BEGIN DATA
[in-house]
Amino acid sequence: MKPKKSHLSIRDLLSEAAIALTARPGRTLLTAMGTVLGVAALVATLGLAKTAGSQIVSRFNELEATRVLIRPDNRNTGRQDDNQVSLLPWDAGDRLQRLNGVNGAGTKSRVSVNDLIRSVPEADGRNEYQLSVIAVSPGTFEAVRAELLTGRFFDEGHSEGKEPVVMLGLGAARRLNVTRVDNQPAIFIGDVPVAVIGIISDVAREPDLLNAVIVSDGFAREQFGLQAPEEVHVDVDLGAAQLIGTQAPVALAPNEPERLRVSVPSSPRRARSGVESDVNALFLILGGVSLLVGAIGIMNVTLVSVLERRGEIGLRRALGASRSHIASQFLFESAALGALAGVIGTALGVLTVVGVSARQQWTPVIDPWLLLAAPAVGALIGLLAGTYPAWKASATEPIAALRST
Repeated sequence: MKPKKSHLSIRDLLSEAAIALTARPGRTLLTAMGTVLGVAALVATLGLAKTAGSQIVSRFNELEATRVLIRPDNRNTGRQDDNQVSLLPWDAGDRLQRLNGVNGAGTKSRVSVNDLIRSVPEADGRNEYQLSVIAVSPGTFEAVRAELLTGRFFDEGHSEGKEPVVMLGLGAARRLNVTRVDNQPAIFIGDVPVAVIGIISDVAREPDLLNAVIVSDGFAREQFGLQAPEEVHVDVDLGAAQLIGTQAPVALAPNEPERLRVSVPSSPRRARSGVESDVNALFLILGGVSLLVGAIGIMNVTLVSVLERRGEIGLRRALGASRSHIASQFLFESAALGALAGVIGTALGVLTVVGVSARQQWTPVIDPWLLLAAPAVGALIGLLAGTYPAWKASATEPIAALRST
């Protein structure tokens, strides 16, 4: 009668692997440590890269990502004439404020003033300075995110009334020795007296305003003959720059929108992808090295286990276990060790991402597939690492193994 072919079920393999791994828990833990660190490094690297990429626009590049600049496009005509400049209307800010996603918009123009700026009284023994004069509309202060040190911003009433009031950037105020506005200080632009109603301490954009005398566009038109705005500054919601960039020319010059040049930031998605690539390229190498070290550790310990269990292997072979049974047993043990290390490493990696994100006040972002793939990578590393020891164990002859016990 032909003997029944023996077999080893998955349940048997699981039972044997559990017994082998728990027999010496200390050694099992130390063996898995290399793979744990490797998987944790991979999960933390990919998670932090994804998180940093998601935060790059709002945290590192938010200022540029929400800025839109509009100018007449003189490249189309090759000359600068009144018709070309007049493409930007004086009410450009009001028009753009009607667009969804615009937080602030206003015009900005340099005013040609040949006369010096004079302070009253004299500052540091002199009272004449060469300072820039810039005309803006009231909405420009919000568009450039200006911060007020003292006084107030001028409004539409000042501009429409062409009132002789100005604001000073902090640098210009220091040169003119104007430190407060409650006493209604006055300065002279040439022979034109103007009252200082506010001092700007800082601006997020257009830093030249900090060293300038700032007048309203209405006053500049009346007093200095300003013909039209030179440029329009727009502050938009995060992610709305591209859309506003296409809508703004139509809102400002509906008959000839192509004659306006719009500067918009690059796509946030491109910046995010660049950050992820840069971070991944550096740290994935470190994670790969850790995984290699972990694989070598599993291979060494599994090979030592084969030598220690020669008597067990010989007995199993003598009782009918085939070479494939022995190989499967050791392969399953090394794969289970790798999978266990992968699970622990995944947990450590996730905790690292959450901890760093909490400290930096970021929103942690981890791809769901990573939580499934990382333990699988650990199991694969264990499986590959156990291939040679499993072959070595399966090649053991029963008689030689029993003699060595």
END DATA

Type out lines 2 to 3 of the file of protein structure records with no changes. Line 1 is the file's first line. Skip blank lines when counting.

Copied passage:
Amino acid sequence: MKPKKSHLSIRDLLSEAAIALTARPGRTLLTAMGTVLGVAALVATLGLAKTAGSQIVSRFNELEATRVLIRPDNRNTGRQDDNQVSLLPWDAGDRLQRLNGVNGAGTKSRVSVNDLIRSVPEADGRNEYQLSVIAVSPGTFEAVRAELLTGRFFDEGHSEGKEPVVMLGLGAARRLNVTRVDNQPAIFIGDVPVAVIGIISDVAREPDLLNAVIVSDGFAREQFGLQAPEEVHVDVDLGAAQLIGTQAPVALAPNEPERLRVSVPSSPRRARSGVESDVNALFLILGGVSLLVGAIGIMNVTLVSVLERRGEIGLRRALGASRSHIASQFLFESAALGALAGVIGTALGVLTVVGVSARQQWTPVIDPWLLLAAPAVGALIGLLAGTYPAWKASATEPIAALRST
Repeated sequence: MKPKKSHLSIRDLLSEAAIALTARPGRTLLTAMGTVLGVAALVATLGLAKTAGSQIVSRFNELEATRVLIRPDNRNTGRQDDNQVSLLPWDAGDRLQRLNGVNGAGTKSRVSVNDLIRSVPEADGRNEYQLSVIAVSPGTFEAVRAELLTGRFFDEGHSEGKEPVVMLGLGAARRLNVTRVDNQPAIFIGDVPVAVIGIISDVAREPDLLNAVIVSDGFAREQFGLQAPEEVHVDVDLGAAQLIGTQAPVALAPNEPERLRVSVPSSPRRARSGVESDVNALFLILGGVSLLVGAIGIMNVTLVSVLERRGEIGLRRALGASRSHIASQFLFESAALGALAGVIGTALGVLTVVGVSARQQWTPVIDPWLLLAAPAVGALIGLLAGTYPAWKASATEPIAALRST